New experiments are needed to view and to understand the structure of the most dynamic and disordered proteins. Vibrational spectra of proteins can provide this specific information with very fast intrinsic time resolution, which can lead to a snapshot of the entire structural distribution rather than a time-weighted average. Several strategies are proposed here to further develop the C=N stretching vibration of the cyanylated side chain of cysteine as a site-specific probe which can be implemented in dynamic and disordered proteins of arbitrary size. The C=N stretching vibration absorbs in a transparent and uncrowded region of the aqueous biomolecular infrared spectrum, and it can be introduced via post-translational modification at free cysteine side chains. Two systems in which dynamic proteins form structurally uncharacterized bound structures are targeted for study using single site cyanylated cysteine labels. The first is the paramyxoviruses Hendra and Nipah, whose intrinsically disordered NTAIL proteins bind to their P proteins in uncharacterized geometries. The second natural system is calmodulin, a ubiquitous calcium regulatory protein which binds to over 600 different target sequences, with an unusual flexibility in binding and often unknown geometries. Single cyanylated-cysteine-containing variants of each of these proteins will be generated via a mutagenesis/modification scheme in order to map both residue-specific structure formation and contact formation between the protein of interest and possible binding partners. Thermodynamics of binding in the variant proteins will be independently evaluated using isothermal titration calorimetry. New experimental approaches will also be used to place the general application of cyanylated cysteine on a more sure technical footing. These experiments include observation of the C=N stretching band by Raman spectroscopy, placement of C=N inside a semi-collapsed, disordered-yet-bound structure to examine the probe's dependence on water exclusion, and placement of C=N inside the hydrophobic interior of a globular protein. The proposed work will solve two particularly difficult characterization problems in important bound structures, and at the same time, set the stage for wider application of vibrational spectroscopy cyanylated cysteine in many other possible protein systems.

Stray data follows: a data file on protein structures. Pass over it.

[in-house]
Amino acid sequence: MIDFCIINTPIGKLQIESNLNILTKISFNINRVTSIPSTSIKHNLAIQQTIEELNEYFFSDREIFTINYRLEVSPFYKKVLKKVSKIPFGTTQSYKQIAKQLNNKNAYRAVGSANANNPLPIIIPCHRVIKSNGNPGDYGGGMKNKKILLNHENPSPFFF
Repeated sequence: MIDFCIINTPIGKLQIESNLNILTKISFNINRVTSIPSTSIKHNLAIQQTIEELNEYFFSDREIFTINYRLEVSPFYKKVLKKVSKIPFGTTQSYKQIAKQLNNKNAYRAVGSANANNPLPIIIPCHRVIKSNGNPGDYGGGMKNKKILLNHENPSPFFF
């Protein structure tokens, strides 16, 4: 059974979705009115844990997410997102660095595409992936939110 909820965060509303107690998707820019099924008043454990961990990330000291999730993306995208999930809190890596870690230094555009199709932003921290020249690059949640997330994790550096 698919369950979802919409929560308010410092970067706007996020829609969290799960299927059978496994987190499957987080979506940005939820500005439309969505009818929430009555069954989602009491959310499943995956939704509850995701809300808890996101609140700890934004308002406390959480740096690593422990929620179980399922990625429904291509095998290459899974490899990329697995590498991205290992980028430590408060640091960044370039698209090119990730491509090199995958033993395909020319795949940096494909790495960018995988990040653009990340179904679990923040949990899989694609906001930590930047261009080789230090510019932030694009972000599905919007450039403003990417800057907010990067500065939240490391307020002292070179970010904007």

Defects and dysfunction in proteins without well-defined structures, or with dynamic structures and many possible physiological roles, are often associated with systemic human diseases. A novel experimental protocol will be used in this work to reveal atom-level information on binding events in disordered and dynamic proteins, using standard molecular biology techniques and analytical laboratory equipment. The generality of this approach will make it possible to understand, in greater detail, the molecular basis of diseases associated with disordered and dynamic proteins.
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